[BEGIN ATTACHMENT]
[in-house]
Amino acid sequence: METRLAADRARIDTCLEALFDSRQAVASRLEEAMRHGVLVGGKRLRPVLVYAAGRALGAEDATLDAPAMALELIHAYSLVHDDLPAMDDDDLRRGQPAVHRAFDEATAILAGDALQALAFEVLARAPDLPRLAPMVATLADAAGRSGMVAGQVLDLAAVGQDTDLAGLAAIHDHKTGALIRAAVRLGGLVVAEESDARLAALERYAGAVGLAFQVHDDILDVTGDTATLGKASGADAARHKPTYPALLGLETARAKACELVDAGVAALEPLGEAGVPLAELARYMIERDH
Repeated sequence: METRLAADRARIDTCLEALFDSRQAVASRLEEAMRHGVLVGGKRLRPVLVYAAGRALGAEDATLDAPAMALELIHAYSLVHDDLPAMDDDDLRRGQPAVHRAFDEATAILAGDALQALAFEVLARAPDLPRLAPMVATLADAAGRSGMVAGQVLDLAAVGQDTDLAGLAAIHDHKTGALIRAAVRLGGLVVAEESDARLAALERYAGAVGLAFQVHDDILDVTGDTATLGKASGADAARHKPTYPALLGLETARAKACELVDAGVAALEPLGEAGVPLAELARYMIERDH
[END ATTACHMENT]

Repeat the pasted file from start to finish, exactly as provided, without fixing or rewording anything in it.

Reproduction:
[in-house]
Amino acid sequence: METRLAADRARIDTCLEALFDSRQAVASRLEEAMRHGVLVGGKRLRPVLVYAAGRALGAEDATLDAPAMALELIHAYSLVHDDLPAMDDDDLRRGQPAVHRAFDEATAILAGDALQALAFEVLARAPDLPRLAPMVATLADAAGRSGMVAGQVLDLAAVGQDTDLAGLAAIHDHKTGALIRAAVRLGGLVVAEESDARLAALERYAGAVGLAFQVHDDILDVTGDTATLGKASGADAARHKPTYPALLGLETARAKACELVDAGVAALEPLGEAGVPLAELARYMIERDH
Repeated sequence: METRLAADRARIDTCLEALFDSRQAVASRLEEAMRHGVLVGGKRLRPVLVYAAGRALGAEDATLDAPAMALELIHAYSLVHDDLPAMDDDDLRRGQPAVHRAFDEATAILAGDALQALAFEVLARAPDLPRLAPMVATLADAAGRSGMVAGQVLDLAAVGQDTDLAGLAAIHDHKTGALIRAAVRLGGLVVAEESDARLAALERYAGAVGLAFQVHDDILDVTGDTATLGKASGADAARHKPTYPALLGLETARAKACELVDAGVAALEPLGEAGVPLAELARYMIERDH